by P.H.Davies on 22/05/2013
At the Billboard Music Awards on Monday, Madonna was given three awards for her mega successful MDNA Tour of 2012, including Top Touring Artist. The MDNA Tour – the ninth such concert tour by Madonna – played eighty-eight sold-out shows on four continents and grossed a whopping $300 million. The critically-acclaimed tour showcased Madonna’s most recent album, MDNA - itself a critical and commercial success - and a significant selection from her back catalogue in what was a truly spectacular experience and one I got to enjoy in Hyde Park last year. Madonna accepted her award with the grace she is known for, thanking her collaborators for helping her make such an exceptional live experience and genuinely thanking her fans for coming to see her play live. No one can doubt her sincerity. At 54 she is always going to be criticised for what she wears but no could deny that she looked youthful and with legs most people would kill for.
Seeing Madonna on a stage dominated by much younger artists like Justin Bieber, Taylor Swift, and Selena Gomez has been a stark reminder that she is not only one of a kind but also a true pop survivor. Madonna’s career is in its thirtieth year and she is still hughely successful – a no.1 album (her twelfth) and top-selling world tour – is no mean feat. Do her albums sell as much as in her heyday? No, but when these record sales are put into context with what other artists are currently selling then MDNA is very much an international success. The fact that she can pull in $300 million on a tour is a credit to what a great performer is – after thirty years people still want to see her play live. Even as she approaches her mid-fifties she has the energy to perform exhausting two hours shows night after night when most people can’t even walk up a flight of stairs without getting out of breath and it’s a testament to her incredible fitness and hard work. She looks so amazing because she puts the hours in.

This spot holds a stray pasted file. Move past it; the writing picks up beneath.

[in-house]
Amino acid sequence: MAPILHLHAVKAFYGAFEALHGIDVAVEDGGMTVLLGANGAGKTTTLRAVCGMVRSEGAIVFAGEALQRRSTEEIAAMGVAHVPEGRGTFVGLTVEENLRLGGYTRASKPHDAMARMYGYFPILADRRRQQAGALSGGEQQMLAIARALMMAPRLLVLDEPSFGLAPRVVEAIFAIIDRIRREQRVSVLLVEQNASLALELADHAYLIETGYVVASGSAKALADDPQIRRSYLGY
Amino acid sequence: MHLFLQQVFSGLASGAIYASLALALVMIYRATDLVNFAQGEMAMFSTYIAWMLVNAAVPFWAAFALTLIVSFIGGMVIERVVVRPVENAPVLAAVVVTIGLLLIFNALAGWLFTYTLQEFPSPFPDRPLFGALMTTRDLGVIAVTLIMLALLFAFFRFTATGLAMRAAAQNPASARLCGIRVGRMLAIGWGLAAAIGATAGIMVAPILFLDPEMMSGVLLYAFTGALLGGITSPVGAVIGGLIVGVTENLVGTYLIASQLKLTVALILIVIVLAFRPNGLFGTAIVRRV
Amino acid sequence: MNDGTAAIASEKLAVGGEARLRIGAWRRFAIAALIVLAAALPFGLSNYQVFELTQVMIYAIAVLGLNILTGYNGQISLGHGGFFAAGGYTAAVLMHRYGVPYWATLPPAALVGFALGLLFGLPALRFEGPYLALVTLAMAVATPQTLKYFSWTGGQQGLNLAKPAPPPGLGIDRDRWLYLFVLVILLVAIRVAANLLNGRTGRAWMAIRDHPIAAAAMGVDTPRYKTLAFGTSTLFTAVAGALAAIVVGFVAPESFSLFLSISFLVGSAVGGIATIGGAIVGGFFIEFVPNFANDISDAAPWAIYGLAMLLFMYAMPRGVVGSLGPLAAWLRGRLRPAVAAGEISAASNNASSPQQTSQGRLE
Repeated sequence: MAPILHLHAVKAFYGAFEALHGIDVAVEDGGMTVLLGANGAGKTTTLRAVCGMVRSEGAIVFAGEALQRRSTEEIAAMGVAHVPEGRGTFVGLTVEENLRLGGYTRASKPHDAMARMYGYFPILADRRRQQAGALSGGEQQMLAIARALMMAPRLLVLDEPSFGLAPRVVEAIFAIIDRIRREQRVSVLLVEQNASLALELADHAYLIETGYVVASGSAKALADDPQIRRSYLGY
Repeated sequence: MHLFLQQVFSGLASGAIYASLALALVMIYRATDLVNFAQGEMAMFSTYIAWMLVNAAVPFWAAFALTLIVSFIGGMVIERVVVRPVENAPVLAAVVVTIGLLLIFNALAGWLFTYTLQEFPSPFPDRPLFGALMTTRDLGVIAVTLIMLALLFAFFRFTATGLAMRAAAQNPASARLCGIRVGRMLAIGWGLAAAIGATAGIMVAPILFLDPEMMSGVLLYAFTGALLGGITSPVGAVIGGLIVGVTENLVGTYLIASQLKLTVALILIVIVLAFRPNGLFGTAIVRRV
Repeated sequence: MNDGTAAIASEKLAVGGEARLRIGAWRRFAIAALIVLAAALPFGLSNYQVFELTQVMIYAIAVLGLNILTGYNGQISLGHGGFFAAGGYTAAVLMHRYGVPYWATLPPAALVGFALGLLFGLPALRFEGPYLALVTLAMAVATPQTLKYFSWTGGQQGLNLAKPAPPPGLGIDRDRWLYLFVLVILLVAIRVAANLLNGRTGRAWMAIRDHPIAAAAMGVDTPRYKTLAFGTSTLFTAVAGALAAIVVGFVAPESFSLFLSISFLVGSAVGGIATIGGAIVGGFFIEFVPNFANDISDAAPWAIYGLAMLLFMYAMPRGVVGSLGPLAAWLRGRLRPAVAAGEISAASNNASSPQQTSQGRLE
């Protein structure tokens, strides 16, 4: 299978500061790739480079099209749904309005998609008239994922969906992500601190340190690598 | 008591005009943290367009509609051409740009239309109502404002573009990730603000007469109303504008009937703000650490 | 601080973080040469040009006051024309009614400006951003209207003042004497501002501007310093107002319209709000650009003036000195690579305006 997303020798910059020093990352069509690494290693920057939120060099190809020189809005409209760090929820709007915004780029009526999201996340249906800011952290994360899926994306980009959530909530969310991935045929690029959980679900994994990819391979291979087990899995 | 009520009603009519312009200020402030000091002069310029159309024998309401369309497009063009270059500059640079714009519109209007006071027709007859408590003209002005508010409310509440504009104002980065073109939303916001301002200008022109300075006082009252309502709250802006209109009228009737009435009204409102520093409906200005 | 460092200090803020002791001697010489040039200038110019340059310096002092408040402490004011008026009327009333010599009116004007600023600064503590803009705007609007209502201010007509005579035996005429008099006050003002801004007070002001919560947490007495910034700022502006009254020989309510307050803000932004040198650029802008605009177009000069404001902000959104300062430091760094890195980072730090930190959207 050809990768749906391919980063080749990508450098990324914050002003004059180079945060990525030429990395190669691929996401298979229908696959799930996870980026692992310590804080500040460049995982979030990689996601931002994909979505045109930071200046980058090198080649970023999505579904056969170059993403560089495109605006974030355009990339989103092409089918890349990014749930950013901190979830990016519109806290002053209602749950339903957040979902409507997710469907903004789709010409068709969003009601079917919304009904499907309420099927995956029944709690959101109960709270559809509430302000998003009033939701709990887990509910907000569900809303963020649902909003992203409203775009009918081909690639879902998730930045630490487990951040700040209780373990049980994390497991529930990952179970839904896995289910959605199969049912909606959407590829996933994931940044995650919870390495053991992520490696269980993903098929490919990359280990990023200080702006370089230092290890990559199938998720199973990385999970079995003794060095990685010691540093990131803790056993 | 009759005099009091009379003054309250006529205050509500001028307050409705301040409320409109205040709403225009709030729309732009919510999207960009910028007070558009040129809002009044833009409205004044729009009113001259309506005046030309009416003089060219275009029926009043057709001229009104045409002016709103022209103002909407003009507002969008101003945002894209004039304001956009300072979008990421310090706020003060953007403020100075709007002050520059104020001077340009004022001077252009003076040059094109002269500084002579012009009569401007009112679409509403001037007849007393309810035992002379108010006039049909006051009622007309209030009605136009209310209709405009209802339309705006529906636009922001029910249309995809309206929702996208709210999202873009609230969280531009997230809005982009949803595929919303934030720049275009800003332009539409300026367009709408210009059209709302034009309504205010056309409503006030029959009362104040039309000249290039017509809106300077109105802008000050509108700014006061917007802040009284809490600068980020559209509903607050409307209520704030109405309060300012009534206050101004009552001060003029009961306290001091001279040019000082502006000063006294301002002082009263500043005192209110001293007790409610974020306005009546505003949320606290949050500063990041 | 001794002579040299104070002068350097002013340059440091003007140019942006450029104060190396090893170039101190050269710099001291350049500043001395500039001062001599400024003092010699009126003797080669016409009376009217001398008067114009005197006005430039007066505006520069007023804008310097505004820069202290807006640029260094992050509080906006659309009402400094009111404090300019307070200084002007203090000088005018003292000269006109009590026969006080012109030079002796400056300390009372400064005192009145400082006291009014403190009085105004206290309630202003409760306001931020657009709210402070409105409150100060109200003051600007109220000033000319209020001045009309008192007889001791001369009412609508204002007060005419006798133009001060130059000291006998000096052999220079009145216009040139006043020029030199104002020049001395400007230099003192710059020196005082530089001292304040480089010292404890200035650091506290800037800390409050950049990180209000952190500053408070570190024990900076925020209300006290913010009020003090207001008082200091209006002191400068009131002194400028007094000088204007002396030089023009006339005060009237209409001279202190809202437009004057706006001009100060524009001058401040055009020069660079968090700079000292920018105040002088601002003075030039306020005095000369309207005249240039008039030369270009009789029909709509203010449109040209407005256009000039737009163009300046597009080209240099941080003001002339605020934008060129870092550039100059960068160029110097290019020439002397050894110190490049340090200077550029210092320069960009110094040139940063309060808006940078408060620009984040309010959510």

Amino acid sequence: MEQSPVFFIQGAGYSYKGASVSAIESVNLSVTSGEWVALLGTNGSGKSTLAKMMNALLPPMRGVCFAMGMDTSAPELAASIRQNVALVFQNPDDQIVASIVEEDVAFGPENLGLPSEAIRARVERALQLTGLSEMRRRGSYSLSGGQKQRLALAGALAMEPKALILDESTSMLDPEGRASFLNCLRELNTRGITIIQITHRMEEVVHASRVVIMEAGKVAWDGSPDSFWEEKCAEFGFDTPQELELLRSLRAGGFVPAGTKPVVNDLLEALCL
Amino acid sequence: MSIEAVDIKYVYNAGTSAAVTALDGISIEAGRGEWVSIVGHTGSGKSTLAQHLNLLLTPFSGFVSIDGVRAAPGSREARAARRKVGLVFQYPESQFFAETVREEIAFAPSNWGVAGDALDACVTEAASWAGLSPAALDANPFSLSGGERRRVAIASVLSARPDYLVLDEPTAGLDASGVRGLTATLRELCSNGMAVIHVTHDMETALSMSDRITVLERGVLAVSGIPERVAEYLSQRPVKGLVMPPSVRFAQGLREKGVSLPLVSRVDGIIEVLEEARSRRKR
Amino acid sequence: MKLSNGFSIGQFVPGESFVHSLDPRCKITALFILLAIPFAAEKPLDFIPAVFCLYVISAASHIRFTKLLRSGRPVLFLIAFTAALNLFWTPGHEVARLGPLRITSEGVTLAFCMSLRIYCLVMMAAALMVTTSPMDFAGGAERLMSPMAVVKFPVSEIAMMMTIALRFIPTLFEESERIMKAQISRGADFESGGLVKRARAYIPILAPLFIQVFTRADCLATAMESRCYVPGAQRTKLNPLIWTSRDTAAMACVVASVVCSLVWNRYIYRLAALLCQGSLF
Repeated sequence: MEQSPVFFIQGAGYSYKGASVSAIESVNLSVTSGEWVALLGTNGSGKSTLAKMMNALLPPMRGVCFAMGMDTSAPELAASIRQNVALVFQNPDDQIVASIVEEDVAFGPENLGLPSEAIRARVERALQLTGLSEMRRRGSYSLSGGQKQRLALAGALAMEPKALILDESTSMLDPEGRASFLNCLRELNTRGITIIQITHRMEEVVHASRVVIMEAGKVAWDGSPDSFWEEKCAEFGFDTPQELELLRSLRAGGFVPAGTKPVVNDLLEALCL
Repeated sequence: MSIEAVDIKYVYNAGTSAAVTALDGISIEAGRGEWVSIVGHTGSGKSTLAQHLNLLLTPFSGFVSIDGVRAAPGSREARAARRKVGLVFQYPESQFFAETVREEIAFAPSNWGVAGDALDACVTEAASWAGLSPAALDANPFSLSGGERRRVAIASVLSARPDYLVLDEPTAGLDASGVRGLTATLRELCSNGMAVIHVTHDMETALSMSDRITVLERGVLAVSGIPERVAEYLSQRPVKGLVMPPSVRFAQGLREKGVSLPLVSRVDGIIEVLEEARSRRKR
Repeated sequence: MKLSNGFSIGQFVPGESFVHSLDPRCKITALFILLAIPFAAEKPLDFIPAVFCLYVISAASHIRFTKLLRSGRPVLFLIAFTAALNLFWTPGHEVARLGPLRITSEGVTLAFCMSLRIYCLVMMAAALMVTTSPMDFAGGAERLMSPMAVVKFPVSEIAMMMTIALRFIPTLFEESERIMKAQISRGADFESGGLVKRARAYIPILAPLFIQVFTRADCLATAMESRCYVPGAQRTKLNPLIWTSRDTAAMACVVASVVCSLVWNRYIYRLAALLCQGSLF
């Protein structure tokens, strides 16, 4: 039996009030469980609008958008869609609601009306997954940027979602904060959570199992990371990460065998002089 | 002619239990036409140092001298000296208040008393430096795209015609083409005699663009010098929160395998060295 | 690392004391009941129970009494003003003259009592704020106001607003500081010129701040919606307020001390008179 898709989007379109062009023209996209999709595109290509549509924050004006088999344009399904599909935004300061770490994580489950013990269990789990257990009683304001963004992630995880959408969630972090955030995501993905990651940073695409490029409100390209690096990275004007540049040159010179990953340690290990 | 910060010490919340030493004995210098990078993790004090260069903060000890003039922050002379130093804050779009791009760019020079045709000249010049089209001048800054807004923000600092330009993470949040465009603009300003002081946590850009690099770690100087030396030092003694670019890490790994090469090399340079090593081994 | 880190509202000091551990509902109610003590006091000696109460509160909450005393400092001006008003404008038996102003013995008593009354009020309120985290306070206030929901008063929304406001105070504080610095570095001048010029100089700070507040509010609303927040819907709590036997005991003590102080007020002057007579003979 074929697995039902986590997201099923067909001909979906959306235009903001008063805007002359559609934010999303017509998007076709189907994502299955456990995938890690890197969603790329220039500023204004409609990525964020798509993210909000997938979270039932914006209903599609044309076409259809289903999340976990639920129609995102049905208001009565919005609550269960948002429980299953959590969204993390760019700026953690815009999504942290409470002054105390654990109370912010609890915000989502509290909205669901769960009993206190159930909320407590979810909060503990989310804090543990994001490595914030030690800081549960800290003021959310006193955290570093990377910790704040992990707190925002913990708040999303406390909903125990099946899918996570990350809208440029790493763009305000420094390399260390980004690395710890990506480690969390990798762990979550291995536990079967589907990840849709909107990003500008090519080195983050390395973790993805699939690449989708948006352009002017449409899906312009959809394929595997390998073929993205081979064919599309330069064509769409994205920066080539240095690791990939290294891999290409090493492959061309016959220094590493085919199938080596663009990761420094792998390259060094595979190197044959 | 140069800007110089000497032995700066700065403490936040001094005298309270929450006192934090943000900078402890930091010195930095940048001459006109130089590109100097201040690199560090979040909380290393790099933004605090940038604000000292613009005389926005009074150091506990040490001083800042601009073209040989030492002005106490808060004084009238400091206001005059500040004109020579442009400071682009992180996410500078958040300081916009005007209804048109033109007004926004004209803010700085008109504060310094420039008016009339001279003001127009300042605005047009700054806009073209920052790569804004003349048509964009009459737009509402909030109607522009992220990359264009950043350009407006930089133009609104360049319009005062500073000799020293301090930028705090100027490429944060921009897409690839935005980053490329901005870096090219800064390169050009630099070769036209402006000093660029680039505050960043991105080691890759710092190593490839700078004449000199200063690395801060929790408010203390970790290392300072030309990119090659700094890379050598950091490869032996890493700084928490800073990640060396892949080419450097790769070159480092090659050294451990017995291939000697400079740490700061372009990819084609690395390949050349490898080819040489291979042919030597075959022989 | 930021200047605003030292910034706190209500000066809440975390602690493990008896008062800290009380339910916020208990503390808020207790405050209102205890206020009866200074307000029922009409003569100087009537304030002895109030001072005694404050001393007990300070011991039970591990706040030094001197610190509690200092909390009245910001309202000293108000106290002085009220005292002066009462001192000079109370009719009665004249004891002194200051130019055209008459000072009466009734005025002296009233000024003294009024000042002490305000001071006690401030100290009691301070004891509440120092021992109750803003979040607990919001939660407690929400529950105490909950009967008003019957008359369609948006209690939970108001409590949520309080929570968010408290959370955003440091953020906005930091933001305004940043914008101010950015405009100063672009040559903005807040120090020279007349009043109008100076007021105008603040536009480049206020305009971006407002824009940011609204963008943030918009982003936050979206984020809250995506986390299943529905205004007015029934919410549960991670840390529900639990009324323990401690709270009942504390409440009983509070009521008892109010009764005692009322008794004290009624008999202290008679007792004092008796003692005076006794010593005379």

But the stark reminder of seeing Madonna on stage with younger artists is also underlined by the fact that almost all of her contemporaries have disappeared. The eighties and nineties were two decades when pop starts became the equivalent of Greek gods – they were ubiquitous, wealthy, and successful. They had a kind of fame few people truly have today and yet that fame seems to have blighted so many with death, suicide, drugs, and madness. Think about those who shared the stage with Madonna in those two decades and how many of them are still around: Michael Jackson died in 2009 after a decade of pill addiction and artistic inertia. Whitney Houston died last year after a long battle with drugs. George Michael has battled with drugs and become notorious for car crashes and ill-advised cruising. Boy George has also battled drugs and has been in and out of courtrooms and prison. Adam Ant completely lost his mind. Prince is still touring but hasn’t had a commercially successful album in a long time.
These are the high profile casualties of fame but there are so many other artists whose stars have waned over the last decade and whose commercial prospects have almost dried up; Mariah Carey, Celine Dion, Janet Jackson, Guns’n’Roses, Sting, Annie Lennox, the list goes on and on. So many of these artists have seen a decline in album sales since the turn of the millennium and only a small number of have been able to sell concert tickets. The money they made in the eighties and nineties has kept some of them in nice houses and private jets but they have lost their cultural currency. The only other artist who has been able to maintain commercial success both in album sales and touring is Bruce Springsteen, another true survivor of the eighties. It’s no coincidence that Springsteen released a critically acclaimed no.1 album, Wrecking Ball, last year and embarked on a major world tour which also drew a Billboard Touring Award for ‘Top Draw’. Why have Madonna and Springsteen survived? Because of their incredible work ethic, because they engage with the contemporary, because they didn’t lose their heads over fame, and because they stayed away from nefarious influences.
People can say what they like about Madonna – she routinely gets a bashing in the press for being old, for dressing in skimpy outfits, for making bad movies – but what they cannot take from her is her success and her ability to remain visible and relevant, something she has done for more than thirty years.